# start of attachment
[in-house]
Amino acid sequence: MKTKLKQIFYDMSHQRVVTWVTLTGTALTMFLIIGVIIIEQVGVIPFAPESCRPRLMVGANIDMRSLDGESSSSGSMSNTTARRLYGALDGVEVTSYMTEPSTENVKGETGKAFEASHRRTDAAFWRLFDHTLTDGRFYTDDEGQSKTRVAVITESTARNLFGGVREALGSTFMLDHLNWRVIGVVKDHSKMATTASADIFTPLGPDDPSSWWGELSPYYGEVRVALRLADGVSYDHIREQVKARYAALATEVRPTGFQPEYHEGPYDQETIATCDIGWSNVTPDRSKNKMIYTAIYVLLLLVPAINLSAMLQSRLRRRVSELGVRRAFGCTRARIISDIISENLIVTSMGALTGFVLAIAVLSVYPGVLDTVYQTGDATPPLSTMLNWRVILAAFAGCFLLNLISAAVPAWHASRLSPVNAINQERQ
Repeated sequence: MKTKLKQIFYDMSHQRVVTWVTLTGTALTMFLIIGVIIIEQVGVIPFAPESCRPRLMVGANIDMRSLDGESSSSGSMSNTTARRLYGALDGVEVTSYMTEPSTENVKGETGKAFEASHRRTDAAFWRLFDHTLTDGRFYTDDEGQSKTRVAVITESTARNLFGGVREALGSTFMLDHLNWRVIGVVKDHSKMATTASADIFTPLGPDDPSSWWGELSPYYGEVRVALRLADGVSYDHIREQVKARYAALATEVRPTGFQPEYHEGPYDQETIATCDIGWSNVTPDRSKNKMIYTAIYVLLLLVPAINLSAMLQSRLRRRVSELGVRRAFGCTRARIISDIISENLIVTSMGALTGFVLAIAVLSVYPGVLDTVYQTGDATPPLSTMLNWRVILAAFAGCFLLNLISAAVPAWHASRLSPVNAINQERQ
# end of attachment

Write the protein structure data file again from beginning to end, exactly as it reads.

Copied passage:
[in-house]
Amino acid sequence: MKTKLKQIFYDMSHQRVVTWVTLTGTALTMFLIIGVIIIEQVGVIPFAPESCRPRLMVGANIDMRSLDGESSSSGSMSNTTARRLYGALDGVEVTSYMTEPSTENVKGETGKAFEASHRRTDAAFWRLFDHTLTDGRFYTDDEGQSKTRVAVITESTARNLFGGVREALGSTFMLDHLNWRVIGVVKDHSKMATTASADIFTPLGPDDPSSWWGELSPYYGEVRVALRLADGVSYDHIREQVKARYAALATEVRPTGFQPEYHEGPYDQETIATCDIGWSNVTPDRSKNKMIYTAIYVLLLLVPAINLSAMLQSRLRRRVSELGVRRAFGCTRARIISDIISENLIVTSMGALTGFVLAIAVLSVYPGVLDTVYQTGDATPPLSTMLNWRVILAAFAGCFLLNLISAAVPAWHASRLSPVNAINQERQ
Repeated sequence: MKTKLKQIFYDMSHQRVVTWVTLTGTALTMFLIIGVIIIEQVGVIPFAPESCRPRLMVGANIDMRSLDGESSSSGSMSNTTARRLYGALDGVEVTSYMTEPSTENVKGETGKAFEASHRRTDAAFWRLFDHTLTDGRFYTDDEGQSKTRVAVITESTARNLFGGVREALGSTFMLDHLNWRVIGVVKDHSKMATTASADIFTPLGPDDPSSWWGELSPYYGEVRVALRLADGVSYDHIREQVKARYAALATEVRPTGFQPEYHEGPYDQETIATCDIGWSNVTPDRSKNKMIYTAIYVLLLLVPAINLSAMLQSRLRRRVSELGVRRAFGCTRARIISDIISENLIVTSMGALTGFVLAIAVLSVYPGVLDTVYQTGDATPPLSTMLNWRVILAAFAGCFLLNLISAAVPAWHASRLSPVNAINQERQ